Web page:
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Sunyata: A Newfound Statement of Indonesian Architecture

A look inside the Indonesia Pavilion at the Venice Architecture Biennale 2018 that champions "emptiness" inside a busy, world-renowned event.

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Indonesian Architect Association (IAI) is participating in the Venice Architecture Biennale (VAB) for the second time this year. After going with the “Craftsmanship” theme four years ago, this time they have chosen “Sunyata” to respond to “Freespace”, the main theme of VAB 2018. This year, the attendance of Indonesia Pavilion is fully supported by the Indonesian Creative Economy Agency (Bekraf), which is represented by its vice chairman Ricky Joseph Pesik as one of the commissionaires. Indonesia Design was invited to Venice, Italy to see the installation.

VAB is one of the most celebrated architecture exhibitions in the world. This event does not merely showcase what have been designed and built, but it also challenges current topics within the architecture space and widens the discourse for the future. This year, curators Yvonne Farrell and Shelley McNamara picked the theme of “Freespace” with hope to burrow into the aspirations, ambitions and generosity of architecture.

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IAI and Bekraf announced an open application to Indonesian architects in mid-2017. The submissions are judged by prominent Indonesian architects, academics and a film director. By the fourth quarter of 2017, the curator team for VAB had been chosen. They are Ardy Hartono, David Hutama, Dimas Satria, Johanes Adika, Jonathan Aditya and Ary Indra, acting as lead curator. Their winning concept is called “Sunyata”, a Sanskrit word that means “emptiness”. The judges praised this concept as it provides a new way to appreciate Indonesian architecture.

To express the emptiness, the team hangs a sheet of white paper to form an open curve, filling the space that was once a former bullet warehouse of Venice Arsenal. The colour selection, the simple form and the silence within are unexpectedly poetic. Tucked away from the entrance, the Indonesia Pavilion offers visitors a place of rest, while giving a way to experience Indonesian architecture.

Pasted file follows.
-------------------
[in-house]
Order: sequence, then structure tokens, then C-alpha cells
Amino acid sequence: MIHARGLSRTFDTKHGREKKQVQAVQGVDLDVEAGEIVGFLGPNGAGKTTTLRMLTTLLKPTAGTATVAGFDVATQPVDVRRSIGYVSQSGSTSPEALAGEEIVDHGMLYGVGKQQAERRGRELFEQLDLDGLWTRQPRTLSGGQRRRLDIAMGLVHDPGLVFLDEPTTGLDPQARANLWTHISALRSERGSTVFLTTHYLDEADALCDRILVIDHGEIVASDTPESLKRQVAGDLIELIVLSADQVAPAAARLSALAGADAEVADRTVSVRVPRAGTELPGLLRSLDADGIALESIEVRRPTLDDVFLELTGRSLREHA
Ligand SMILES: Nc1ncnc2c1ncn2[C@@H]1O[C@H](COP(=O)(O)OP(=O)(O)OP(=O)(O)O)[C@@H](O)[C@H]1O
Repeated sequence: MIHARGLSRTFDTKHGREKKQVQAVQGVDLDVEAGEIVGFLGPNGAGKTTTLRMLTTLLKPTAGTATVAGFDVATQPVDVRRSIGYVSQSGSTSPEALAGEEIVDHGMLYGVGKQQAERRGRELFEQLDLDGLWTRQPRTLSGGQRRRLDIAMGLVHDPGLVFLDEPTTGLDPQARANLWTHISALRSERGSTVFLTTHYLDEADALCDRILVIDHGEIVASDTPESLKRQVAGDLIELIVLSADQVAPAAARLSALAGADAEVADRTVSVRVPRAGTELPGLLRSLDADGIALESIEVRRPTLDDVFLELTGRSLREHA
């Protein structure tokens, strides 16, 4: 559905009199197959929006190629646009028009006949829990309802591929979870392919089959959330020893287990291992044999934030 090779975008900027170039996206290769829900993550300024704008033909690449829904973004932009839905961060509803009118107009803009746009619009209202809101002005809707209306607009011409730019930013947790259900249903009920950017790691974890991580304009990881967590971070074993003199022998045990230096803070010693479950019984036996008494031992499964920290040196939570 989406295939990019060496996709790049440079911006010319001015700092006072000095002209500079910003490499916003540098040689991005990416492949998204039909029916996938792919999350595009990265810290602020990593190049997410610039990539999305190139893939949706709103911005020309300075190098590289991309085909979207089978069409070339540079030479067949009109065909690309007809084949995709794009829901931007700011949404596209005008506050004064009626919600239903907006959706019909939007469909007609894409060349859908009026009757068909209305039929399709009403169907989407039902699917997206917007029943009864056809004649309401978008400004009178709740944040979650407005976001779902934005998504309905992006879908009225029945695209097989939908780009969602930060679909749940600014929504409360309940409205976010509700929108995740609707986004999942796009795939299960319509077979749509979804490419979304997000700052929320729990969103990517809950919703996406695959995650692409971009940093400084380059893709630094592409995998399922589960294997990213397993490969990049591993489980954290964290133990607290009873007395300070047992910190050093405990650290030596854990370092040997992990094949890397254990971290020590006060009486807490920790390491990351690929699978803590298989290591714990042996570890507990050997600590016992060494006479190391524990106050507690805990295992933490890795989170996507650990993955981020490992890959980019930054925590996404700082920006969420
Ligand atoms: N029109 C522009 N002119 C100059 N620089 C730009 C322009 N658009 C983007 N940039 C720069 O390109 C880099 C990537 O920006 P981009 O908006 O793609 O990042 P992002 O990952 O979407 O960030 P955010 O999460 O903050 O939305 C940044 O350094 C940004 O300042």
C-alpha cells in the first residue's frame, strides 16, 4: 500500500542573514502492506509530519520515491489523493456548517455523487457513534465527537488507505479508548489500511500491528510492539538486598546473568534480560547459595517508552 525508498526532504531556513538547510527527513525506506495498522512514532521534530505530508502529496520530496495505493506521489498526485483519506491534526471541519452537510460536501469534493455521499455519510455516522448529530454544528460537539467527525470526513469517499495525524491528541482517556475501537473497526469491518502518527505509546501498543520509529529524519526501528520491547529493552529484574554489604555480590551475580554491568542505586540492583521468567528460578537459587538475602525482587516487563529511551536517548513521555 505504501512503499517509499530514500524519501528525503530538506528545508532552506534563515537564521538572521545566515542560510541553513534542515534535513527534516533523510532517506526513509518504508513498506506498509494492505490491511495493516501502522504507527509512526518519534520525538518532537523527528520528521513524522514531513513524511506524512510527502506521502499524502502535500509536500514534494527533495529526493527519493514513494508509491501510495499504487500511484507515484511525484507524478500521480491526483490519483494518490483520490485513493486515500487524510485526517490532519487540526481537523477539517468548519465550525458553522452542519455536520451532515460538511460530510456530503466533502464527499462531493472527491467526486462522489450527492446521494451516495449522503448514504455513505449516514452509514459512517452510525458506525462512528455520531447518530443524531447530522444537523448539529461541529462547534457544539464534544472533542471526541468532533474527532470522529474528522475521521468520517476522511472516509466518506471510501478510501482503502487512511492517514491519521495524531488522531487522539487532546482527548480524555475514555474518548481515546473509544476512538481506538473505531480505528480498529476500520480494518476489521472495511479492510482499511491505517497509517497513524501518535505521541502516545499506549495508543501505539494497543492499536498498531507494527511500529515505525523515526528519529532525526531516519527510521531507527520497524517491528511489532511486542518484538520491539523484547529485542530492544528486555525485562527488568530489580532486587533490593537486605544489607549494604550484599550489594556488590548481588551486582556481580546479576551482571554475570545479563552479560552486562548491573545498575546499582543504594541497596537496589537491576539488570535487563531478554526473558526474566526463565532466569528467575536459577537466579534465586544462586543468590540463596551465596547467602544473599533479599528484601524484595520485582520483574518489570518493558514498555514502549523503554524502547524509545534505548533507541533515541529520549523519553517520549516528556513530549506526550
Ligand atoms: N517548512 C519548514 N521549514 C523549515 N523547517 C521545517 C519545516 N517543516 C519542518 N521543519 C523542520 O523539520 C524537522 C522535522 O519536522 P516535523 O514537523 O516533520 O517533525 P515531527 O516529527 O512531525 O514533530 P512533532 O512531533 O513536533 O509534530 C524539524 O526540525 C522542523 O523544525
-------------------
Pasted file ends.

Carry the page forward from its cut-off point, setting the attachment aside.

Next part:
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Under the giant paper, there are several precedents that have been chosen to represent the “emptiness” in Indonesian architecture. These include Rumah Betang of Dayak Tribe, which represents our vernacular architecture, and Artotel Sanur by Studio Tonton and Masjid Agung Tubaba by Andra Matin representing modern architecture.

There are two openings on the paper through which people can walk and enjoy the white space. The curators expected the room to remain silent so visitors can enjoy the serenity offered by the installation. What happened is the opposite. The pavilion was constantly full of people, with some seemingly taking in the simplicity of the space, while others are busy taking pictures on site. Picture-taking is understandable, as the installation is indeed photogenic.

The exhibition started on 24 May 2018 and was open for public visitors two days later. Visit the Indonesia Pavilion at the Venice Arsenal and experience the pavilion yourself. The exhibition remains open until 26 November 2018.

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Experiencing Vernacular Living

Andra Matin is the only Indonesian architect who is invited by VAB curators to have a solo pavilion in the exhibition. Responding to the main theme, “Freespace”, Andra designed the 5×5 metre space into a wooden construction. The façade of the pavilion is made of thin wood strips and woven by Byo Living, while the interior is made with wooden boards.

The pavilion tells about the levelling in Indonesian vernacular architecture. “Indonesian traditional houses were built on different levels. Some are built on the ground like the Honai (the Papuan traditional house) of the Dani (one of the ethnic groups in Papua), and some others raised the ground even as high as the trees. Here, I designed the pavilion vertically so the visitors can feel the high-level living,” says the architect.

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